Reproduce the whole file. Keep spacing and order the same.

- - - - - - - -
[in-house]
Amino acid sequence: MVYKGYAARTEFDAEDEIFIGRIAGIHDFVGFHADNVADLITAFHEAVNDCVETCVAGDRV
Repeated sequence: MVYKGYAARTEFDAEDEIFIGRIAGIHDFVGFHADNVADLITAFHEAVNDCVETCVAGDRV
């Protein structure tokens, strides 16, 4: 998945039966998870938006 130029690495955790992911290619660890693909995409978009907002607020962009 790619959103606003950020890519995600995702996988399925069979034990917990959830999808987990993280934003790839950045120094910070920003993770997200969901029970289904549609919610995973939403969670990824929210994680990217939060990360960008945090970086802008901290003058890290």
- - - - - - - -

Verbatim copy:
[in-house]
Amino acid sequence: MVYKGYAARTEFDAEDEIFIGRIAGIHDFVGFHADNVADLITAFHEAVNDCVETCVAGDRV
Repeated sequence: MVYKGYAARTEFDAEDEIFIGRIAGIHDFVGFHADNVADLITAFHEAVNDCVETCVAGDRV
């Protein structure tokens, strides 16, 4: 998945039966998870938006 130029690495955790992911290619660890693909995409978009907002607020962009 790619959103606003950020890519995600995702996988399925069979034990917990959830999808987990993280934003790839950045120094910070920003993770997200969901029970289904549609919610995973939403969670990824929210994680990217939060990360960008945090970086802008901290003058890290």